Reduce your water usage in your garden pots and beds with this one slick trick
I thought living through California’s last drought changed all of my patterns — never letting that water run when you’re brushing your teeth, saving a few flushes. The current drought is really far worse and I’m actually an adult in this one with real-world responsibilities and simply have to plan more for the longer-term.
Really, what IF our well dries up? We are luckier than most because our well taps an underground river in the Sierra. We’re at the headwaters of it all and that is some security.
However, I’ve started planting our five acres in herbs and will have increased watering needs. The herbs are drought-tolerant but they would benefit from a monthly sprinkle in the summer.
How can I keep them healthy while limiting their water intake?
That question is why my eyes widened like saucers when I met Hope at Los Osos Valley Nursery on California’s central coast.
We’ve dropped into the nursery since I was a little girl when we visited Los Osos and Montana de Oro. They have always had interesting and unusual plants but I had never realized before that the real gem there is actually Hope herself.
Hope offers this advice: Add corn starch to your potted plants to help them maintain their moisture and reduce their watering needs.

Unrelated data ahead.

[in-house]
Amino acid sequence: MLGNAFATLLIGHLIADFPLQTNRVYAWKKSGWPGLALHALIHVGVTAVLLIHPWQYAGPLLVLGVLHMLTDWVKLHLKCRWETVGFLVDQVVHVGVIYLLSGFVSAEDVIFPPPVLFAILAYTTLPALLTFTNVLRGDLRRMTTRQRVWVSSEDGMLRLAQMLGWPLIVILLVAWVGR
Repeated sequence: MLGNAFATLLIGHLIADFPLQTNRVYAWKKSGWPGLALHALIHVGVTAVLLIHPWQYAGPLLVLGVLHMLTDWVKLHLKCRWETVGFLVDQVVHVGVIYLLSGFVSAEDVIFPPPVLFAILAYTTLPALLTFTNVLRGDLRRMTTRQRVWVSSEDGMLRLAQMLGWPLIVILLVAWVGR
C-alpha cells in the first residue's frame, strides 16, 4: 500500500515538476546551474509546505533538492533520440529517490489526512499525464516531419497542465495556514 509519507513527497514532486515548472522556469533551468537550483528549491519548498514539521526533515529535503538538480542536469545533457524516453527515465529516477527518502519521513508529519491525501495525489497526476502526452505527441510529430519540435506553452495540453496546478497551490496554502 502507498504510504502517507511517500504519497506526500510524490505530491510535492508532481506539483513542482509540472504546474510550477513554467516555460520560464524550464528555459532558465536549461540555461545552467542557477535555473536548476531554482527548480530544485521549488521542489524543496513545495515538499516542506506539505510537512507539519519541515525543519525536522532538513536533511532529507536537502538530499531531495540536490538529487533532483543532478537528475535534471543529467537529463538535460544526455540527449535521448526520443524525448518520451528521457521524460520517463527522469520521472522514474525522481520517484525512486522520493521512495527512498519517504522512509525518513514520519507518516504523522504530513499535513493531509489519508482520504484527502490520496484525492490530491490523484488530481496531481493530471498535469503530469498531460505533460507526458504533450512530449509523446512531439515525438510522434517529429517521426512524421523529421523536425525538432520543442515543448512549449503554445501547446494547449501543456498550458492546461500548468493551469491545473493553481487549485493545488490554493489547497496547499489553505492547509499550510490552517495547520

- In a one-gallon pot, use two tablespoons of corn starch
- In a five-gallon pot, use 1/4 cup of corn starch
She even sprinkles corn starch in her landscape beds. I asked how often she re-applies it. “Never,” she said.
You can buy corn starch in bulk at a store like Smart & Final or you can purchase organic corn starch through a bulk food co-op.
Here are some of the plants I bought from Hope, including that choice butterfly sage that ended up with lots of babies. Nurseries like this that carry more unusual plants can end up with some that have been there a while. Planting season is still some weeks away so I repotted them, put them in a temporary greenhouse, and will plant them in 6-8 weeks.
We got a great collection of plants this week on the Central Coast, all of which should have been planted in the fall. I repotted all of them — they were root bound — and put them in a greenhouse. One sage plant reproduces by rhizomes and I actually potted 25 seedlings from the plant itself. I could probably repot 25 more but just ran out of energy. #sage #herbs #gardening